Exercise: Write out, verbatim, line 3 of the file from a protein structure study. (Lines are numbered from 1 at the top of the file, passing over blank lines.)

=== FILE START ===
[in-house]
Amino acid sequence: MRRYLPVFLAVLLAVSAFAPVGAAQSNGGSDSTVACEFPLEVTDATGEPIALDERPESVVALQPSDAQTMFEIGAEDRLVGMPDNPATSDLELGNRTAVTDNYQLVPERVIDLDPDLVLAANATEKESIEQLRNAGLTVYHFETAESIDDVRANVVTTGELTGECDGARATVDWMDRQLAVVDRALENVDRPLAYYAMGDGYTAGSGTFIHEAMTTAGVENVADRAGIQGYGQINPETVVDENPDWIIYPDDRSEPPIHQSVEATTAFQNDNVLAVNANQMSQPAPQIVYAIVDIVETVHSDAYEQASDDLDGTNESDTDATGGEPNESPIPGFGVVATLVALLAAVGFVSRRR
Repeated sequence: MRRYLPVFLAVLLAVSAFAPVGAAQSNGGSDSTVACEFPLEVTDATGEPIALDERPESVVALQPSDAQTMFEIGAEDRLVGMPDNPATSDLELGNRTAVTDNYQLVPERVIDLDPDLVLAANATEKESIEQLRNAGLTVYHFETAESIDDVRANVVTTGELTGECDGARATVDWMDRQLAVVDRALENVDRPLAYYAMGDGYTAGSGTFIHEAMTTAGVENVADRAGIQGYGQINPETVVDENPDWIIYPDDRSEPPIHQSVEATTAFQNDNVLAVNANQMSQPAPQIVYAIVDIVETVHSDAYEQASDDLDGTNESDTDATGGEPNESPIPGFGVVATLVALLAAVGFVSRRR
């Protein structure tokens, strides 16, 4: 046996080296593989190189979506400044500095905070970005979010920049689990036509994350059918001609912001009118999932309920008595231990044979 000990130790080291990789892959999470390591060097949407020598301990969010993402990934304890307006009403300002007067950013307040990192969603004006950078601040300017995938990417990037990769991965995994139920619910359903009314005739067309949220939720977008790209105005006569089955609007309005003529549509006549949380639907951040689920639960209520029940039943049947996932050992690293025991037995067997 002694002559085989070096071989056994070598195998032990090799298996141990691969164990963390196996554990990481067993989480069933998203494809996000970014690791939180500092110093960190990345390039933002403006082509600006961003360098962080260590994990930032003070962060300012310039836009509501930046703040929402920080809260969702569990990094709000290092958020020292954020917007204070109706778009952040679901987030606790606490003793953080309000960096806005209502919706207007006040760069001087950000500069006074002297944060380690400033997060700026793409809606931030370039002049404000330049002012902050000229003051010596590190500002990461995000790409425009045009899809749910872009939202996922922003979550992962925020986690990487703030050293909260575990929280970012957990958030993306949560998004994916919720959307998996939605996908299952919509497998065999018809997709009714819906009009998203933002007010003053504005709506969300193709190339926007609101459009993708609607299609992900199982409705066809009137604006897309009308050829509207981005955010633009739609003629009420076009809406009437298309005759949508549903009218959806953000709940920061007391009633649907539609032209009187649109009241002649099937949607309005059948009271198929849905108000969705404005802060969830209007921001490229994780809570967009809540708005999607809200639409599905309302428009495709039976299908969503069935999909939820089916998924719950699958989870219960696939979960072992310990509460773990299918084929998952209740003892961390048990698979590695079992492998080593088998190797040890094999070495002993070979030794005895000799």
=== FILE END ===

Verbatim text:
Repeated sequence: MRRYLPVFLAVLLAVSAFAPVGAAQSNGGSDSTVACEFPLEVTDATGEPIALDERPESVVALQPSDAQTMFEIGAEDRLVGMPDNPATSDLELGNRTAVTDNYQLVPERVIDLDPDLVLAANATEKESIEQLRNAGLTVYHFETAESIDDVRANVVTTGELTGECDGARATVDWMDRQLAVVDRALENVDRPLAYYAMGDGYTAGSGTFIHEAMTTAGVENVADRAGIQGYGQINPETVVDENPDWIIYPDDRSEPPIHQSVEATTAFQNDNVLAVNANQMSQPAPQIVYAIVDIVETVHSDAYEQASDDLDGTNESDTDATGGEPNESPIPGFGVVATLVALLAAVGFVSRRR